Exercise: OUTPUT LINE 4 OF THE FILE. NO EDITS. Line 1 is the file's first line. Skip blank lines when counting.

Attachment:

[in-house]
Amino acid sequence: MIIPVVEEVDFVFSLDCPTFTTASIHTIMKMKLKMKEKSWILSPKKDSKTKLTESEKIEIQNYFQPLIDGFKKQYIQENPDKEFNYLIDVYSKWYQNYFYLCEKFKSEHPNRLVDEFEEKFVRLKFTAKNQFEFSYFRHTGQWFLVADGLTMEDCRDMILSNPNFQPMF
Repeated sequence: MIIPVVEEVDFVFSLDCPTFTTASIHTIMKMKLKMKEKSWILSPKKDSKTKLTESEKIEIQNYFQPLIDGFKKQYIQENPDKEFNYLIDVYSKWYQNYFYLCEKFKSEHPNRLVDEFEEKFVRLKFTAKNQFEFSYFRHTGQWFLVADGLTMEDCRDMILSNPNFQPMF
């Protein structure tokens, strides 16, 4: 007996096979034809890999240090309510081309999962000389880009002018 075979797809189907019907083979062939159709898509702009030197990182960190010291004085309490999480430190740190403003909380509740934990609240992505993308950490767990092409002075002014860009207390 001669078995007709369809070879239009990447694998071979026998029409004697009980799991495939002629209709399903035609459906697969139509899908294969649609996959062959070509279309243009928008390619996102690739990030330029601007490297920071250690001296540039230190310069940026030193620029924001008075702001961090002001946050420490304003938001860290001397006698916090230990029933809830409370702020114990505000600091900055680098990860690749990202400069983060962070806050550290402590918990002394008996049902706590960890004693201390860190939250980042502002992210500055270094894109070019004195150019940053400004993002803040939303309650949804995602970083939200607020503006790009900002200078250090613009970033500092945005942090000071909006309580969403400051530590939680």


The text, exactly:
């Protein structure tokens, strides 16, 4: 007996096979034809890999240090309510081309999962000389880009002018 075979797809189907019907083979062939159709898509702009030197990182960190010291004085309490999480430190740190403003909380509740934990609240992505993308950490767990092409002075002014860009207390 001669078995007709369809070879239009990447694998071979026998029409004697009980799991495939002629209709399903035609459906697969139509899908294969649609996959062959070509279309243009928008390619996102690739990030330029601007490297920071250690001296540039230190310069940026030193620029924001008075702001961090002001946050420490304003938001860290001397006698916090230990029933809830409370702020114990505000600091900055680098990860690749990202400069983060962070806050550290402590918990002394008996049902706590960890004693201390860190939250980042502002992210500055270094894109070019004195150019940053400004993002803040939303309650949804995602970083939200607020503006790009900002200078250090613009970033500092945005942090000071909006309580969403400051530590939680």